barges up that historic river. Again when war broke out in South Africa, the Canadian contingent covered itself with glory on the hard won field of Paardeburg, helping materially to win the first decisive victory in South Africa for the British Army.

The 48th Highlanders Regiment in the Canadian Militia was formed in 1891. A number of enthusiastic Scotchmen met in the City of Toronto and decided to organize a Militia Regiment wearing the tartan kilt and feather bonnet. Committees were formed and in a very short time sufficient funds were raised to enable the regiment to be uniformed. Sir George E. Foster, then Minister of Finance for the Dominion of Canada, Sir John A. Macdonald, the Prime Minister, and Sir Oliver Mowat, the Premier of the Province of Ontario, lent their patronage to the movement. The writer was associated in the work, and appeared in the first Gazette as a Captain of the new corps. The first Commanding Officer, Lieutenant-Colonel J.I. Davidson, Lieutenant-Colonel A.M. Cosby, Lieutenant-Colonel W.C. Macdonald, Lieutenant-Colonel Robertson and Lieutenant-Colonel William Hendrie were on the original committees of the regiment. At the time of writing this book, the regiment had one Colonel and five Lieutenant-Colonels on active service, namely, Colonel Currie, M.P., Lieutenant-Colonels Marshall, Hendrie, Dansereau, Miller and Chisholm.

One of the leading spirits in the formation of the corps was Hon. Lt.-Colonel Dr. Alexander Fraser, Ph.D., A.D.C., the noted Celtic scholar and antiquarian. The tartan chosen was the old Davidson tartan in honor of its first Colonel. The badge was the Celtic motto "Dileas Gu Brath." It was given the number "48" in the Canadian Militia list, which number on its bonnets and badges it has since proudly worn on two continents and in three countries, on tented ground and hard fought field. In the South African War the regiment sent its quota and the men served with much distinction.

Many Highland gatherings in Canada were held under the auspices of this regiment. A bayonet team was sent to the Royal Military tournament, at Islington, in June, 1897, and this team carried off the three principal events, viz.: the Colonial Individual Competition, the All-Comers' Individual Championship and the Team Championship. Private George Stewart it was that won the Championship, and a great reception was tendered him when he came home to Canada.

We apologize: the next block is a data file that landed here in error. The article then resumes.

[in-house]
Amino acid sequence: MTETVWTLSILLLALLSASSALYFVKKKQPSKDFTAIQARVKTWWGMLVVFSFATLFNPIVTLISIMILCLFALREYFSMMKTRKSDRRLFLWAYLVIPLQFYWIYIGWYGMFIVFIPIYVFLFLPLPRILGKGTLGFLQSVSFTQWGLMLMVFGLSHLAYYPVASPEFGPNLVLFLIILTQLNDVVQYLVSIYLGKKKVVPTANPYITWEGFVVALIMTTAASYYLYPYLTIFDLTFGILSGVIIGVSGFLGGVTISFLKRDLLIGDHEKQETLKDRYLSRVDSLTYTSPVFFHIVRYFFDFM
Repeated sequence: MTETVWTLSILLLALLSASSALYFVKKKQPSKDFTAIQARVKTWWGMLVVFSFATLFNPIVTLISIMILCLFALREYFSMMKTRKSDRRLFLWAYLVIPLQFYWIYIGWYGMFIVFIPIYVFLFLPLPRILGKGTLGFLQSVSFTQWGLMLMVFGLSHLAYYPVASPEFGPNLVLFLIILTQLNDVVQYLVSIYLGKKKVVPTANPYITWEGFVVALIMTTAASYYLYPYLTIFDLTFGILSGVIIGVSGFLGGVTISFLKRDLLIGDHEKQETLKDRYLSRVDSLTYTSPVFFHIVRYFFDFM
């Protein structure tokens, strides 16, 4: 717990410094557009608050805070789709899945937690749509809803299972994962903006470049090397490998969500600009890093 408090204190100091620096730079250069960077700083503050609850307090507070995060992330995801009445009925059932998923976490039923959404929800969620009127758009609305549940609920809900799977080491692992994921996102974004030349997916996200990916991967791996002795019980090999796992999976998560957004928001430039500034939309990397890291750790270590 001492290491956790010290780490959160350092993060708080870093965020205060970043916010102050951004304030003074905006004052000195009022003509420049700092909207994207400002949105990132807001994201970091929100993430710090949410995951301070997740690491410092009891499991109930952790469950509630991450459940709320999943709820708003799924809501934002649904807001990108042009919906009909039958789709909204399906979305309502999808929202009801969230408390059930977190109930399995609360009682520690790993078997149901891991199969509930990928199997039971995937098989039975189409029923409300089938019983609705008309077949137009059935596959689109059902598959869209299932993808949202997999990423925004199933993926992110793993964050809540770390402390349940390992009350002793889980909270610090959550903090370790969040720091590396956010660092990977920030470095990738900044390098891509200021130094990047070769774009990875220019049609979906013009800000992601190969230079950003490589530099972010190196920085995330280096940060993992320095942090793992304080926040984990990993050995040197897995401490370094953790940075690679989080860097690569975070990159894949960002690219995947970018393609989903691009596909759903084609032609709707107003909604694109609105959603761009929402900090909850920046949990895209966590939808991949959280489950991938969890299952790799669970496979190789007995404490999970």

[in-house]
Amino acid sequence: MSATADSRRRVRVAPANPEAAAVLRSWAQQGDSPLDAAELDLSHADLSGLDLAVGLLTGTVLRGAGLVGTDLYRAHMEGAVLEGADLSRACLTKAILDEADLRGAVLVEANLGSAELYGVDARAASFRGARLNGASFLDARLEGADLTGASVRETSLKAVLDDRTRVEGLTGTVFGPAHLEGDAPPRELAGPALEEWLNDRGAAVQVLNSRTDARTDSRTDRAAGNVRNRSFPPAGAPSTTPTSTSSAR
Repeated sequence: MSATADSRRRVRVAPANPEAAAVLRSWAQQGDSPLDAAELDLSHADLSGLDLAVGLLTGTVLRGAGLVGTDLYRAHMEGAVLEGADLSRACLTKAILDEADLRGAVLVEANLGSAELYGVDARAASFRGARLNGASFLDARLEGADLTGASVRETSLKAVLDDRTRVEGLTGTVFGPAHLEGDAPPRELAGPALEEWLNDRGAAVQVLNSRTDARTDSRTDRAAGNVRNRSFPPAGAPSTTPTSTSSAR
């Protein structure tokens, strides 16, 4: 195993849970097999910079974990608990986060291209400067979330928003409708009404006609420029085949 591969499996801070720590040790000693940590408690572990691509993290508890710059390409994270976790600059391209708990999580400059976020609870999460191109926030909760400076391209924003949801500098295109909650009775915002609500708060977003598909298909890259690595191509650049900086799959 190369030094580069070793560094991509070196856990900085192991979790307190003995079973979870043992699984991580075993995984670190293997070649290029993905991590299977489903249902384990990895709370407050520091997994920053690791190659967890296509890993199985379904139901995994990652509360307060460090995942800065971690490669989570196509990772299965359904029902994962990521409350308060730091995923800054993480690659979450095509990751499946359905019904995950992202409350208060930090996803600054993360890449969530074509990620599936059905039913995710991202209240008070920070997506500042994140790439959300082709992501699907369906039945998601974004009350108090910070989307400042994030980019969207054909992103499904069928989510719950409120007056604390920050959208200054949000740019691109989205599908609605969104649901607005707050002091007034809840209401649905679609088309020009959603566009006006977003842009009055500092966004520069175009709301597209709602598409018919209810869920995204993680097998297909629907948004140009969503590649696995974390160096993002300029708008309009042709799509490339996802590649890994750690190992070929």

The regiment had always paid a great deal of attention to musketry and in 1913, the year the writer became Commanding Officer, the blue ribbon of Rifle shooting, the King's Prize, was won at Bisley by a member of the corps, Sergeant Hawkins. In that year the Colonel-in-Chief of the regiment, General Sir Ian Hamilton, arrived in Canada on a tour of inspection of the Overseas Forces of the Crown. He reviewed the regiment and expressed himself as well pleased. This visit was considered a great honor.

Early in the year 1914, the strength of the regiment was raised to a peace establishment of 867, rank and file, and the field training of the corps took place at Petawawa, where Lord Brooke had command of the Canadian forces in training. The regiment behaved well and showed evidence of the high standard of efficiency which it subsequently reached. The greatest enthusiasm prevailed, and the corps was in excellent form when the war was declared in August, 1914. It was the first to volunteer as a unit for Overseas service.